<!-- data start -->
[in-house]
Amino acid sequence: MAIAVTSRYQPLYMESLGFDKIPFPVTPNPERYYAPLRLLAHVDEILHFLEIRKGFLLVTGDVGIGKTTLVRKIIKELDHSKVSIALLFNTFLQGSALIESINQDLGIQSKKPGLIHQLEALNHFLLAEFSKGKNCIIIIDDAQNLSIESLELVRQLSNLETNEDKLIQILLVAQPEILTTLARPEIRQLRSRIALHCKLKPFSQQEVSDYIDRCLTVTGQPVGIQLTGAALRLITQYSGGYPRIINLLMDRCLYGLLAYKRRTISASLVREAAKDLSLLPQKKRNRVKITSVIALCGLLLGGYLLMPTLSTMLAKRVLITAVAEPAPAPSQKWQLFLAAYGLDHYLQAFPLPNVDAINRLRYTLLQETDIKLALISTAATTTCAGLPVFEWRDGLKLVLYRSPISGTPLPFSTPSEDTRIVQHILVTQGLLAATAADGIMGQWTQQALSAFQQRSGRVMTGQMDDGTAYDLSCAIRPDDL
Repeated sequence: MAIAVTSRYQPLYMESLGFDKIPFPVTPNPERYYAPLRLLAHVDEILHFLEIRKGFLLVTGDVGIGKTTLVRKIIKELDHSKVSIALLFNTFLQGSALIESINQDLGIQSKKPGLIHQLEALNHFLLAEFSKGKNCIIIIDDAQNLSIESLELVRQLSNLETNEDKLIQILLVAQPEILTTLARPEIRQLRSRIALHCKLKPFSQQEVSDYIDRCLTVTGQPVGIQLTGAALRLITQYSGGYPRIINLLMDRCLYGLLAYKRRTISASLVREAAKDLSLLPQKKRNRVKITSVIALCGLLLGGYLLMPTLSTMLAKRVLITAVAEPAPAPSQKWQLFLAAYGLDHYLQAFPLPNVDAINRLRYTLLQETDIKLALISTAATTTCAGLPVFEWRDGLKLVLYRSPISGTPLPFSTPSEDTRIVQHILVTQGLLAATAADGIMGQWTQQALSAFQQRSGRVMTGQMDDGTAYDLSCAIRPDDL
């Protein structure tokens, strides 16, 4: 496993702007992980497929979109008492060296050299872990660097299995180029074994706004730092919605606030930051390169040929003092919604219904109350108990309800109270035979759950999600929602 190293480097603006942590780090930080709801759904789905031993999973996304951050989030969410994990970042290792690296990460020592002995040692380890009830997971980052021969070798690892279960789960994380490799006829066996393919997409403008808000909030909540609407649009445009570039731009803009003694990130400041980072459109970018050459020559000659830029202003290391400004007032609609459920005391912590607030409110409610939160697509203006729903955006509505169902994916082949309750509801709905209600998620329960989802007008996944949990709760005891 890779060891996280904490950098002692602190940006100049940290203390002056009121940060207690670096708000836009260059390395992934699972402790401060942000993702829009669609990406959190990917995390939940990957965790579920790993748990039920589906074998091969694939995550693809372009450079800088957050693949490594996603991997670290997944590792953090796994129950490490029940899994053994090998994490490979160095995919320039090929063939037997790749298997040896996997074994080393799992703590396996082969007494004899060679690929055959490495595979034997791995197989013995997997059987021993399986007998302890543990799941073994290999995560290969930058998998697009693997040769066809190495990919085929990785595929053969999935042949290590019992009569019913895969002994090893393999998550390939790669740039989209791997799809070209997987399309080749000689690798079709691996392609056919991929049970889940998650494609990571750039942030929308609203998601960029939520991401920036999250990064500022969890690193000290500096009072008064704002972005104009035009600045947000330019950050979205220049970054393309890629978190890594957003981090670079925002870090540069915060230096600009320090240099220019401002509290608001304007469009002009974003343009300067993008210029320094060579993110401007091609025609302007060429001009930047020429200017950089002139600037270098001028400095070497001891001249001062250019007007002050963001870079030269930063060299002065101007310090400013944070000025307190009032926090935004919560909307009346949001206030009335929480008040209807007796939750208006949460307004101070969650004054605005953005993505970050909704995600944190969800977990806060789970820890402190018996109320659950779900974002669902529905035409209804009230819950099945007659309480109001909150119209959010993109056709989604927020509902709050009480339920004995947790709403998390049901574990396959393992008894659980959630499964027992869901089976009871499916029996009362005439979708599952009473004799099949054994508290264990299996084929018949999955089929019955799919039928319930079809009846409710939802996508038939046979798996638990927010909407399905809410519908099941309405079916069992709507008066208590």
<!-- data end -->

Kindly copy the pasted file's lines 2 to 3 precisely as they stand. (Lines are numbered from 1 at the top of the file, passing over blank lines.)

Amino acid sequence: MAIAVTSRYQPLYMESLGFDKIPFPVTPNPERYYAPLRLLAHVDEILHFLEIRKGFLLVTGDVGIGKTTLVRKIIKELDHSKVSIALLFNTFLQGSALIESINQDLGIQSKKPGLIHQLEALNHFLLAEFSKGKNCIIIIDDAQNLSIESLELVRQLSNLETNEDKLIQILLVAQPEILTTLARPEIRQLRSRIALHCKLKPFSQQEVSDYIDRCLTVTGQPVGIQLTGAALRLITQYSGGYPRIINLLMDRCLYGLLAYKRRTISASLVREAAKDLSLLPQKKRNRVKITSVIALCGLLLGGYLLMPTLSTMLAKRVLITAVAEPAPAPSQKWQLFLAAYGLDHYLQAFPLPNVDAINRLRYTLLQETDIKLALISTAATTTCAGLPVFEWRDGLKLVLYRSPISGTPLPFSTPSEDTRIVQHILVTQGLLAATAADGIMGQWTQQALSAFQQRSGRVMTGQMDDGTAYDLSCAIRPDDL
Repeated sequence: MAIAVTSRYQPLYMESLGFDKIPFPVTPNPERYYAPLRLLAHVDEILHFLEIRKGFLLVTGDVGIGKTTLVRKIIKELDHSKVSIALLFNTFLQGSALIESINQDLGIQSKKPGLIHQLEALNHFLLAEFSKGKNCIIIIDDAQNLSIESLELVRQLSNLETNEDKLIQILLVAQPEILTTLARPEIRQLRSRIALHCKLKPFSQQEVSDYIDRCLTVTGQPVGIQLTGAALRLITQYSGGYPRIINLLMDRCLYGLLAYKRRTISASLVREAAKDLSLLPQKKRNRVKITSVIALCGLLLGGYLLMPTLSTMLAKRVLITAVAEPAPAPSQKWQLFLAAYGLDHYLQAFPLPNVDAINRLRYTLLQETDIKLALISTAATTTCAGLPVFEWRDGLKLVLYRSPISGTPLPFSTPSEDTRIVQHILVTQGLLAATAADGIMGQWTQQALSAFQQRSGRVMTGQMDDGTAYDLSCAIRPDDL